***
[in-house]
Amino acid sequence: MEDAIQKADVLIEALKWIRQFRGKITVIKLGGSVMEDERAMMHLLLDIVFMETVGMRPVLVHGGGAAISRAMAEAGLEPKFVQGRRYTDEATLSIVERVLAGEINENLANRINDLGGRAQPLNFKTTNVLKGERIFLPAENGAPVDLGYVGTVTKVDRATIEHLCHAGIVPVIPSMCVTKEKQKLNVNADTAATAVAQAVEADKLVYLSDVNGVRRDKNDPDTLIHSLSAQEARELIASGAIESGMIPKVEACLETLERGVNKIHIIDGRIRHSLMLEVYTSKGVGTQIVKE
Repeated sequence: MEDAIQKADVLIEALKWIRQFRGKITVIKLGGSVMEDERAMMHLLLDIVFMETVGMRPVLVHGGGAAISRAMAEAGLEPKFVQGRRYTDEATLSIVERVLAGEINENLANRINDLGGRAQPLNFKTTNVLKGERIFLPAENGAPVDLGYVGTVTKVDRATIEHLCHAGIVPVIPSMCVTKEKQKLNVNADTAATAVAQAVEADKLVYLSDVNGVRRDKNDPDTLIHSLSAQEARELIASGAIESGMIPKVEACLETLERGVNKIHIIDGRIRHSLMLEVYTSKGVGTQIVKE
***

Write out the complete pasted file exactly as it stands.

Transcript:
[in-house]
Amino acid sequence: MEDAIQKADVLIEALKWIRQFRGKITVIKLGGSVMEDERAMMHLLLDIVFMETVGMRPVLVHGGGAAISRAMAEAGLEPKFVQGRRYTDEATLSIVERVLAGEINENLANRINDLGGRAQPLNFKTTNVLKGERIFLPAENGAPVDLGYVGTVTKVDRATIEHLCHAGIVPVIPSMCVTKEKQKLNVNADTAATAVAQAVEADKLVYLSDVNGVRRDKNDPDTLIHSLSAQEARELIASGAIESGMIPKVEACLETLERGVNKIHIIDGRIRHSLMLEVYTSKGVGTQIVKE
Repeated sequence: MEDAIQKADVLIEALKWIRQFRGKITVIKLGGSVMEDERAMMHLLLDIVFMETVGMRPVLVHGGGAAISRAMAEAGLEPKFVQGRRYTDEATLSIVERVLAGEINENLANRINDLGGRAQPLNFKTTNVLKGERIFLPAENGAPVDLGYVGTVTKVDRATIEHLCHAGIVPVIPSMCVTKEKQKLNVNADTAATAVAQAVEADKLVYLSDVNGVRRDKNDPDTLIHSLSAQEARELIASGAIESGMIPKVEACLETLERGVNKIHIIDGRIRHSLMLEVYTSKGVGTQIVKE